SMPTE 2011: Remote and Mobile Monitoring of On-Air Signals For Centralcasters
HOLLYWOOD: Hello. This is NBC calling. We want remote monitoring of our 10 TV stations and multicasts with discrete, full-resolution channels, and multiviewers for each channel group, distributed across multiple platforms.
“Within 30 Rock, they wanted them on digital and analog baseband infrastructure, in-house QAM distribution, Internet streamed and to air-check recorders,” said Michael Wright of TI Broadcast Solutions Group. “And they wanted to do it with minimum financial outlay.”
Wright’s team brought discrete channels into TI’s Atlanta hub into a multiviewer via HD-SDI, then encoded them for traffic down the line, he said. Individual program streams were downcoverted at the hub for the multiplexer. From the multiplexer, they came out ASI and were put through a transport stream processor, then moved across the MPLS IP WAN, on to the decoders for the network. No new network was created for this, he said.
TI used a single 16-input multiviewer and fed it baseband. They had HD channels, SD encoded downcoverted signals, and HD encoded multiviewer output. They wanted to keep the signals HD in the multiviewer because they’d be windowed fairly small, Wright said.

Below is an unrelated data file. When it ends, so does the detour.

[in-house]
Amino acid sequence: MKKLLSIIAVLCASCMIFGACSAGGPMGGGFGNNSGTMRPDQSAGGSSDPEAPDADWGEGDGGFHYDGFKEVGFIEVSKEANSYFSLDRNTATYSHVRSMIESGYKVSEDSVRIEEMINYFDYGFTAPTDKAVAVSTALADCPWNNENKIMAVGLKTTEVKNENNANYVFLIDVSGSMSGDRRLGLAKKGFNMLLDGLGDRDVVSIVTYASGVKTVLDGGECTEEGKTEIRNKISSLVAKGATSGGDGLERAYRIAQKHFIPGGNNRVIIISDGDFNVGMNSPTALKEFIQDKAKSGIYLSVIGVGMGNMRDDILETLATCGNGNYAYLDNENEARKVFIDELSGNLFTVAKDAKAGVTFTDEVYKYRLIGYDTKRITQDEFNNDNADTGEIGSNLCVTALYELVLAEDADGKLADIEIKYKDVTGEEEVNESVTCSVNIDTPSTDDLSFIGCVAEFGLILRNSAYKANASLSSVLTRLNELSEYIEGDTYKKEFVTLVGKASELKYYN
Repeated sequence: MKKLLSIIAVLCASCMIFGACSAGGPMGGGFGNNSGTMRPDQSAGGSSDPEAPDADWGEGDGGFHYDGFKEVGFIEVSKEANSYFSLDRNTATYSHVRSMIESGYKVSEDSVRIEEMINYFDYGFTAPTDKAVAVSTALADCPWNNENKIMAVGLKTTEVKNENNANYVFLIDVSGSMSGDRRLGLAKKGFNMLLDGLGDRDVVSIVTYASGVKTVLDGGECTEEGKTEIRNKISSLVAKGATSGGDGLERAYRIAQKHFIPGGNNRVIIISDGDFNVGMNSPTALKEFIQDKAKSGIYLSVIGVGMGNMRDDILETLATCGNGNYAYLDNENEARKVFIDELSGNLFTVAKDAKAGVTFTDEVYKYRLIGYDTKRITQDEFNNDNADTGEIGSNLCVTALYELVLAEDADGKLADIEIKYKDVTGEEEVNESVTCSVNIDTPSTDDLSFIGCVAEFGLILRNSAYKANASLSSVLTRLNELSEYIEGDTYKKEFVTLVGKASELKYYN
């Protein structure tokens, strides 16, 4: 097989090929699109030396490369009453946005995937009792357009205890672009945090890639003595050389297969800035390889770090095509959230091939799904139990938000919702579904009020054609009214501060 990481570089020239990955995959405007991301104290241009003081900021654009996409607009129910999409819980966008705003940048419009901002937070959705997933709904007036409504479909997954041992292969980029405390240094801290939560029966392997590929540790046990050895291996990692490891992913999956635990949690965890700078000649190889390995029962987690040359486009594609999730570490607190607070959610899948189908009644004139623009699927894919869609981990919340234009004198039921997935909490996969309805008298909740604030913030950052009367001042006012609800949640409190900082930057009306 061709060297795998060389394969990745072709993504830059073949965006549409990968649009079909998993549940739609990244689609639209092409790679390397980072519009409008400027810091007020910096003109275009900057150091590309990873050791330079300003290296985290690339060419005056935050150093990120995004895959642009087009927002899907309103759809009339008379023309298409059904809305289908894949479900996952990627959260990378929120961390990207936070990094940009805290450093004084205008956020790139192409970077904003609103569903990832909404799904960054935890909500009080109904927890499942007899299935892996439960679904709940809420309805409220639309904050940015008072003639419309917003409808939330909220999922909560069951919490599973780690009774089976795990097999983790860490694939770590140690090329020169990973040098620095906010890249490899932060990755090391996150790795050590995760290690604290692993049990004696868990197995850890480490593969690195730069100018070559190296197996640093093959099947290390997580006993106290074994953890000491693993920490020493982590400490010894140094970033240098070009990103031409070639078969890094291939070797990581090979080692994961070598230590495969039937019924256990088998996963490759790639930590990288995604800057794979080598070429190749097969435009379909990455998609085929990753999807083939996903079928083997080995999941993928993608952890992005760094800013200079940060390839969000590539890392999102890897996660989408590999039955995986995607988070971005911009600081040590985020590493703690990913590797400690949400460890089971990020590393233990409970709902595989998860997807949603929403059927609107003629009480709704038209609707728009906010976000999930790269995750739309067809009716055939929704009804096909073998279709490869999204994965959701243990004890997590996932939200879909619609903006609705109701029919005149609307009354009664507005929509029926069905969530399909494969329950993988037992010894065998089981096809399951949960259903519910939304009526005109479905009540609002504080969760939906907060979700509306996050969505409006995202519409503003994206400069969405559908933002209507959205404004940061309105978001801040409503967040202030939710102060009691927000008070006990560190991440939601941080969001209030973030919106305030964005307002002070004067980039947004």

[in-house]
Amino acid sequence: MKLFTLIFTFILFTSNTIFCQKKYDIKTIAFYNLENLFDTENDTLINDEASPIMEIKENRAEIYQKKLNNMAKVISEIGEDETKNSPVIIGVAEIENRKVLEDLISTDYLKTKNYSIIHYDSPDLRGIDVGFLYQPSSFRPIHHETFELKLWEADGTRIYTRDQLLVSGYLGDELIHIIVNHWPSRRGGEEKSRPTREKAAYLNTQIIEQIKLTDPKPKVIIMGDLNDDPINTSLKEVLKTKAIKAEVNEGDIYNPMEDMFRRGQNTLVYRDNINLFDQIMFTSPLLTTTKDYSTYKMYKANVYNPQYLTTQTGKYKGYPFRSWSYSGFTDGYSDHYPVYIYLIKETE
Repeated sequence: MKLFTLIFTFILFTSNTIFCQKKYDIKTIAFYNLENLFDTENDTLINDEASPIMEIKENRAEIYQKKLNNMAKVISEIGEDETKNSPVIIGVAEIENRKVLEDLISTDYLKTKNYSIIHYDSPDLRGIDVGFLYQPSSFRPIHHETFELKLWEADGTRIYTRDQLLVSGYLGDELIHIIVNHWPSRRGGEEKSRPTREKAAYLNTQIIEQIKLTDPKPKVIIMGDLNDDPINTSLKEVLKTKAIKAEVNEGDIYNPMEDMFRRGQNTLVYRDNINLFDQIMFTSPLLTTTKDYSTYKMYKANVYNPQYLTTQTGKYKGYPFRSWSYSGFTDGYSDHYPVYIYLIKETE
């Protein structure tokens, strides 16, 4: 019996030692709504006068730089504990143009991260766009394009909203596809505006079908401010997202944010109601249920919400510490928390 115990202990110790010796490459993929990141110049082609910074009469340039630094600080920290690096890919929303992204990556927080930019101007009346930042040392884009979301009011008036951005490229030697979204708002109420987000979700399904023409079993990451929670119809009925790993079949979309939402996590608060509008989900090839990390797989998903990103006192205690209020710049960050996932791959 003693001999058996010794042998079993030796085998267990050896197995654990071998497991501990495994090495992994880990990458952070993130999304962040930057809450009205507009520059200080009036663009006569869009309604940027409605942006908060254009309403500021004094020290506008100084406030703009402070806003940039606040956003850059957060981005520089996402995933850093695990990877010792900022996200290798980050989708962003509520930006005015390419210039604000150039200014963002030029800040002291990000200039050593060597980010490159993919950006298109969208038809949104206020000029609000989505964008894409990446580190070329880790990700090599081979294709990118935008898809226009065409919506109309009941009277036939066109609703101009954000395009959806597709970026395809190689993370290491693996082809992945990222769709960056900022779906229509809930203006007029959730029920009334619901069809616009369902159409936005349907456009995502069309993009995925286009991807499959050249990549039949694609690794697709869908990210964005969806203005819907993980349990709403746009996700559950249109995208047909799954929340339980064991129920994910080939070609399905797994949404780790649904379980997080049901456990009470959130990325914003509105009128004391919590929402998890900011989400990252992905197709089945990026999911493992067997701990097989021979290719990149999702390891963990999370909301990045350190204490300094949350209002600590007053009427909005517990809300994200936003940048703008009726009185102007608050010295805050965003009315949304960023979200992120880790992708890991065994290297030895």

The primaries were HD, but not the dot-twos, which were SD from the start. TI used an existing IRD, passed them through to the multiplexor and HD encoded them for the multiviewer.
“The real key to the project came when it was time to remux,” Wright said. “As we set out to determine the bit rate, we had to consider the WAN bandwidth and the target distribution methods.”
Again, NBC wanted the signals Internet streamed, distributed on the digital and analog baseband infrastructure, in-house in QAM, and to air-check recorders. The challenge was creating a remux of the 10 discrete HD streams of the stations, and get them back up to New York.
“We came up with a single-threaded approach,” he said. “We used a daisy chain of 10 encoders to the multiplexor. Each is at 3 Mbps, so you end up with 30 Mbps. We had set our multiviewer at 5 Mbps, meeting the payload limit of 38.8 Mbps. We didn’t have to apply the daisy chain to the SD nonstop channels. All 10 of those were simply fed into the mux. And so, what we wind up with is, two program streams... going from Atlanta to New York--one for the flagships and one for the nonstops (SDs). New York then gets NBC HD multiviewer; HD NBC channels converted to SD; the SD nonstop multiviewer stream, and the SD nonstop channels.”
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